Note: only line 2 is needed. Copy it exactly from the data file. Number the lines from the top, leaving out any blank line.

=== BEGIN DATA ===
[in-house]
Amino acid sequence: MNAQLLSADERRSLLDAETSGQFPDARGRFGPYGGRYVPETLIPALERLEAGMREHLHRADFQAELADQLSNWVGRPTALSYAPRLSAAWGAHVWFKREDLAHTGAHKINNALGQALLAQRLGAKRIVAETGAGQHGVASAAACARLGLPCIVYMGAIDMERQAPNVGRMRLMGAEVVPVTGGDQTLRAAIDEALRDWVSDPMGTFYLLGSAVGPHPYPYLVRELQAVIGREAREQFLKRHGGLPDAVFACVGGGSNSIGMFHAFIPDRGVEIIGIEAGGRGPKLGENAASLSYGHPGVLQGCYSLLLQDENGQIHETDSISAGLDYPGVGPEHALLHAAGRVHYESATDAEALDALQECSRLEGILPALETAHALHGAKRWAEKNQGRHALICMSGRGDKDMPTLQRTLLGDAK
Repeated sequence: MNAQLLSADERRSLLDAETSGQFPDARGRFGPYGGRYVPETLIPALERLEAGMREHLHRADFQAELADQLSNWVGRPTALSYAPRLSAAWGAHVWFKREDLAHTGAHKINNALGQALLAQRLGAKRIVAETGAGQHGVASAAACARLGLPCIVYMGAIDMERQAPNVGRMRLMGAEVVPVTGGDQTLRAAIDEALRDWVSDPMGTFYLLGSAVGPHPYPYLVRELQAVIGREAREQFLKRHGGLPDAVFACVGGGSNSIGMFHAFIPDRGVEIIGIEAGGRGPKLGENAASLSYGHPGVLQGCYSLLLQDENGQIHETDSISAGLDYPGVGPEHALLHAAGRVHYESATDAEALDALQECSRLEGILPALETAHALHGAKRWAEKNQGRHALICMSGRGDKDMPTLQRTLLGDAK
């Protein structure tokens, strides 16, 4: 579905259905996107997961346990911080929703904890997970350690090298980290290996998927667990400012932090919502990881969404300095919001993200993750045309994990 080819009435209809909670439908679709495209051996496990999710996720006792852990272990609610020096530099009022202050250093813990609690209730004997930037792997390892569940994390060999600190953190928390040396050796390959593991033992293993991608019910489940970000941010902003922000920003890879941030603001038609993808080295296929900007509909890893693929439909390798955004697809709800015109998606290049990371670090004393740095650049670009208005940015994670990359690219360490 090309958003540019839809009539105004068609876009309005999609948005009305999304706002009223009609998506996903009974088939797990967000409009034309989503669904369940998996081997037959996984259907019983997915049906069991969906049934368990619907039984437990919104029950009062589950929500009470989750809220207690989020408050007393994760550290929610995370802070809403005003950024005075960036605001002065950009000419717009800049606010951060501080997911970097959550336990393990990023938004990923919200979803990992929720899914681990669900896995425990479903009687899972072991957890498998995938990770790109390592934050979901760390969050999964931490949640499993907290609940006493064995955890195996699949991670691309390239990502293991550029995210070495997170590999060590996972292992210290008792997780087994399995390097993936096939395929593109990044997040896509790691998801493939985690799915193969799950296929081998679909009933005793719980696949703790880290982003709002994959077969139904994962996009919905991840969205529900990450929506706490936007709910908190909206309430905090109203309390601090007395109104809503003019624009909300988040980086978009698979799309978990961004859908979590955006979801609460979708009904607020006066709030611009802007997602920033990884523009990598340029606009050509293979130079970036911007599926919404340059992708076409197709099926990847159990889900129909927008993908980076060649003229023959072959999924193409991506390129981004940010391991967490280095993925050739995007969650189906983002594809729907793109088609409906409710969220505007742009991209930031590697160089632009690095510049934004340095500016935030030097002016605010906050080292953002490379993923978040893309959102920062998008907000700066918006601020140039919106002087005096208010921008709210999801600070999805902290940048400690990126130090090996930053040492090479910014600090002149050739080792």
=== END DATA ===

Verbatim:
Amino acid sequence: MNAQLLSADERRSLLDAETSGQFPDARGRFGPYGGRYVPETLIPALERLEAGMREHLHRADFQAELADQLSNWVGRPTALSYAPRLSAAWGAHVWFKREDLAHTGAHKINNALGQALLAQRLGAKRIVAETGAGQHGVASAAACARLGLPCIVYMGAIDMERQAPNVGRMRLMGAEVVPVTGGDQTLRAAIDEALRDWVSDPMGTFYLLGSAVGPHPYPYLVRELQAVIGREAREQFLKRHGGLPDAVFACVGGGSNSIGMFHAFIPDRGVEIIGIEAGGRGPKLGENAASLSYGHPGVLQGCYSLLLQDENGQIHETDSISAGLDYPGVGPEHALLHAAGRVHYESATDAEALDALQECSRLEGILPALETAHALHGAKRWAEKNQGRHALICMSGRGDKDMPTLQRTLLGDAK